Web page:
2. The KLN89B has a Pacific database, which is updated by Bendix/King on a regular basis.  I have a subscription with four unused updates still available.
  3. I have updated the internal database of user defined reporting points with most VFR reporting points used on the Malaysian peninsula.  The reporting points can be used to create and store up up to 20 flight plans.
  4. The GPS is connected to the top CDI and is able to drive the needle in OBS and in flight plan mode.
  5. The panel has a data loader port for uploading of database updates. Cables are sold by Wingman Services (Piper) under the part number 050-03213-0000 (PC INTERFACE CABLE) for about USD 80. Cables are also available on eBay from a few sources. I got mine for USD 45 plus shipping.

Ammeter, Hobbs and data loader port for GPS

Bendix King KAP140 Two-Axis Autopilot

  1. The autopilot drives ailerons, elevator and electric trim.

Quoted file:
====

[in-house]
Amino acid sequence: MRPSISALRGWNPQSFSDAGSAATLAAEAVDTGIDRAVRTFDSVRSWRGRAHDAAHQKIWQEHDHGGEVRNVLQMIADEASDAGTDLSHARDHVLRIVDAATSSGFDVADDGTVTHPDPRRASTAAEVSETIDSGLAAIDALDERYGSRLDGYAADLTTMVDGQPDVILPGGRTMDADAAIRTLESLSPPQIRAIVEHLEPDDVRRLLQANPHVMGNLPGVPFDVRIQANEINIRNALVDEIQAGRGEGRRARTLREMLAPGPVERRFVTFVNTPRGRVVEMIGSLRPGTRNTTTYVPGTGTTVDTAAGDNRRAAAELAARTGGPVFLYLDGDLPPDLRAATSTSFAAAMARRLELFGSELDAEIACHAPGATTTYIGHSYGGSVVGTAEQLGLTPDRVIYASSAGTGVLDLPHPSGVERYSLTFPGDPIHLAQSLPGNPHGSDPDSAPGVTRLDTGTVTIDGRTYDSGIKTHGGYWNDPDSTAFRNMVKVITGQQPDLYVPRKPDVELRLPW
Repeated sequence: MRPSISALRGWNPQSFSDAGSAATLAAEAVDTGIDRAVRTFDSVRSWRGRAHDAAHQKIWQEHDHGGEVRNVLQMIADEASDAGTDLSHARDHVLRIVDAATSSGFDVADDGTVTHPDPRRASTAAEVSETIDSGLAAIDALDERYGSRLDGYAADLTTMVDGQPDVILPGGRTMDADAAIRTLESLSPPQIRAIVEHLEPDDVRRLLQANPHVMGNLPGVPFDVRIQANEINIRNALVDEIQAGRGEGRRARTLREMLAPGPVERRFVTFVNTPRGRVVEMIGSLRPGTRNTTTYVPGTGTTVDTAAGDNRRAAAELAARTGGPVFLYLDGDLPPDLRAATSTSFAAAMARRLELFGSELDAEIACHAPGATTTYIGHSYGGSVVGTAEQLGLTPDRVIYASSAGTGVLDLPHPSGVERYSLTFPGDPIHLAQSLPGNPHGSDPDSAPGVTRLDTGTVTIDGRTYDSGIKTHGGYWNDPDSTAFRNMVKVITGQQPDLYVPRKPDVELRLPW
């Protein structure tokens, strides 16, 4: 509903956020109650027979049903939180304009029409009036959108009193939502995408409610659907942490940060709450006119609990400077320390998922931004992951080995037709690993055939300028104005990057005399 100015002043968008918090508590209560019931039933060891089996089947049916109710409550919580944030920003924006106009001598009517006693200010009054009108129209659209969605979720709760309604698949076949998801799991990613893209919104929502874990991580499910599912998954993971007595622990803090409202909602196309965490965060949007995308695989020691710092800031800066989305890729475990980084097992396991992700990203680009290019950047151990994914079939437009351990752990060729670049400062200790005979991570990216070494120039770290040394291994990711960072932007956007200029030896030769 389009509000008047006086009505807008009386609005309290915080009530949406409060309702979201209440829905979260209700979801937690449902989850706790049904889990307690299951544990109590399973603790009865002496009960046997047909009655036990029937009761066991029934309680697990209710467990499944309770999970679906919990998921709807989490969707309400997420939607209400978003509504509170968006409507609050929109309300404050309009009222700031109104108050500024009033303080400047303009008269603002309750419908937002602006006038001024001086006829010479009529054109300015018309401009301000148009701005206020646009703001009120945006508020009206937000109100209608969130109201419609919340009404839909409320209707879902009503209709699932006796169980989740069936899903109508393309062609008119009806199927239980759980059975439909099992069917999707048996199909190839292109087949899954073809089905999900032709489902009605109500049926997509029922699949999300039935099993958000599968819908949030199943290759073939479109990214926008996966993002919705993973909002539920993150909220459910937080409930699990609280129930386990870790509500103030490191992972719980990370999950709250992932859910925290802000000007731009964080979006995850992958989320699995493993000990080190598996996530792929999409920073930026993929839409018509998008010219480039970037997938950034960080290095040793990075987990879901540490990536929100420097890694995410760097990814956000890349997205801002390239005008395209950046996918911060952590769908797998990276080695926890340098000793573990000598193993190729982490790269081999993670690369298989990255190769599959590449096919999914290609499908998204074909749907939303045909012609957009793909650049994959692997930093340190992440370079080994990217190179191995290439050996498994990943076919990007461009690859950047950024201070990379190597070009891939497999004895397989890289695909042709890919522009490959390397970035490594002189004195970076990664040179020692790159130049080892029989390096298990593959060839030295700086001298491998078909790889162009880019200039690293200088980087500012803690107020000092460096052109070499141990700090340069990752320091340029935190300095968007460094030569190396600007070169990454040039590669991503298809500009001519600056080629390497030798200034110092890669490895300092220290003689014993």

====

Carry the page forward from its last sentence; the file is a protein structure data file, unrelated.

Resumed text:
2. It can be used in roll, heading and navigation mode.  Which means it either just keeps the wings level or it keeps the aircraft pointed in a defined heading or it steers the aircraft along a path defined either by the GPS or a VOR radial.
  3. The autopilot is able to maintain a preset climb or descend rate or keep the aircraft at a defined altitude.
  4. The autopilot is connected to the turn coordinator, the top CDI and to the directional gyro.
  5. This version of the KAP140 does not have the altitude pre-select feature, i.e. it won’t stop climbing or descending at a pre-selected altitude.
  6. The autopilot can also fly approaches as driven by the KLN89B.

Bendix/King KT76C Transponder

  1. Mode A/C transponder with working altitude encoding from the altitude indicator.
  2. VFR button to dial in programmable VFR squawk code (i.e. 2100 in Malaysia)
  3. Altitude is displayed when mode C is selected.

Audio Control Panel PMA 6000M

  1. The aircraft has a full four-seat setup, i.e. all seats (including back seats) have both microphone and speaker ports.
  2. The aircraft has a cabin speaker and microphone that are handy for startup clearances.